See how very much our Father loves us, for he calls us his children, and that is what we are! 1 John 3:1
Join hands, disciples of the faith, whate’er your race may be! (John Oxenham, 1908)
This is going to be a great Fathers’ Day! Three of our four children will be with us at WFPC, along with both grandchildren, three of our dearest friends from our Pensacola days, and – to top it all off – both of my parents.
I understand that the history of Fathers’ Day is a somewhat contrived phenomenon, something generated by the greetings-card industry. But, as someone who enjoys counting my blessings – and taking special note of them, I like to think that no great idea should go un-celebrated.
Being a dad is an amazing privilege! Being a son is marvelous too. Being able to celebrate both at the same time is spectacular, something beyond wonderful.
ABBA FATHER: It’s true that there are many useful descriptive words for God, and very few of them are gender specific; but the terms “Father,” and “Mother” remain among my favorites. I think it’s because I remember so clearly the incredible tenderness with which Rebekah and I would hold our children, the complete commitment we invested in the challenge of parenting, the soul-crushing grief we experienced when they were struggling or hurt, the intoxicating gladness that overwhelmed us when they were happy.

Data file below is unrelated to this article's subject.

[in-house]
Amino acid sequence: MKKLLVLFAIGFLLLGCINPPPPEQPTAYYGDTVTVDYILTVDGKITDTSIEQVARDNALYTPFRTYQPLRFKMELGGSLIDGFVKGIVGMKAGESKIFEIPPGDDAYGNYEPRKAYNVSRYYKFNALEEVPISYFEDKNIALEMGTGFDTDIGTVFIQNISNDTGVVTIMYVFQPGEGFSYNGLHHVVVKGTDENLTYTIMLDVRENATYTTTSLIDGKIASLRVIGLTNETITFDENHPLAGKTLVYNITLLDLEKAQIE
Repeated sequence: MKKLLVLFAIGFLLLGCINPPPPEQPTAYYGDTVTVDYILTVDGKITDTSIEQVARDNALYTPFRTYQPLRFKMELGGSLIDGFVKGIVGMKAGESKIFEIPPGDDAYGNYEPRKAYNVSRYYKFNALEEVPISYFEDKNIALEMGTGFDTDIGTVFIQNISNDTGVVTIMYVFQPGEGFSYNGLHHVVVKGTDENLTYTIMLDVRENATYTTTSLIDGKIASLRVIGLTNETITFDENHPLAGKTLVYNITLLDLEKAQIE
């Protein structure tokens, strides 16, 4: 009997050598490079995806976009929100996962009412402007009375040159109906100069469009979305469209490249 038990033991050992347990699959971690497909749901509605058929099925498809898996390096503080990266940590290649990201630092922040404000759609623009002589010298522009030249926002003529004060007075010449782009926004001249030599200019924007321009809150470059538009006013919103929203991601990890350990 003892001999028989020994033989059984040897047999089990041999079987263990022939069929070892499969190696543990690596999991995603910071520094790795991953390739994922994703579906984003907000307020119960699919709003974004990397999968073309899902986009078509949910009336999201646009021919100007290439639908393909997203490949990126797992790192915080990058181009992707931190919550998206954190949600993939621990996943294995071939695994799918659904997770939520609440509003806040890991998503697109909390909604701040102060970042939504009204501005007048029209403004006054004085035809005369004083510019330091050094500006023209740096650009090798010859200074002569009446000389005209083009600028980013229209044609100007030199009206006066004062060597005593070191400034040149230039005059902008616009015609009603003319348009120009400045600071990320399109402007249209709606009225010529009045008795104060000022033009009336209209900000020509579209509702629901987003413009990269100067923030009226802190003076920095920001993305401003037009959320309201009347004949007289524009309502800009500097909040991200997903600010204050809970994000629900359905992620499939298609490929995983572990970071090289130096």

When I understand God as father and mother, that’s when I begin to grasp the height, the depth, the breadth, and the length of God’s yearning for relationship with each one of us – for we really are God’s children.
As beloved children of God, we are all one family. God’s spiritual adoption rules out gender distinctions, race, age, political affiliation, philosophy, education, wealth, and any other preference or exclusion we can possibly imagine.
Your brother – DEREK
In Christ there is no East or West, in him no South or North, but one great fellowship of love throughout the whole wide earth.
Join hands, disciples of the faith,
whate’er your race may be!
Who serves my Father as a [child]
is surely kin to me. (John Oxenham, 1908)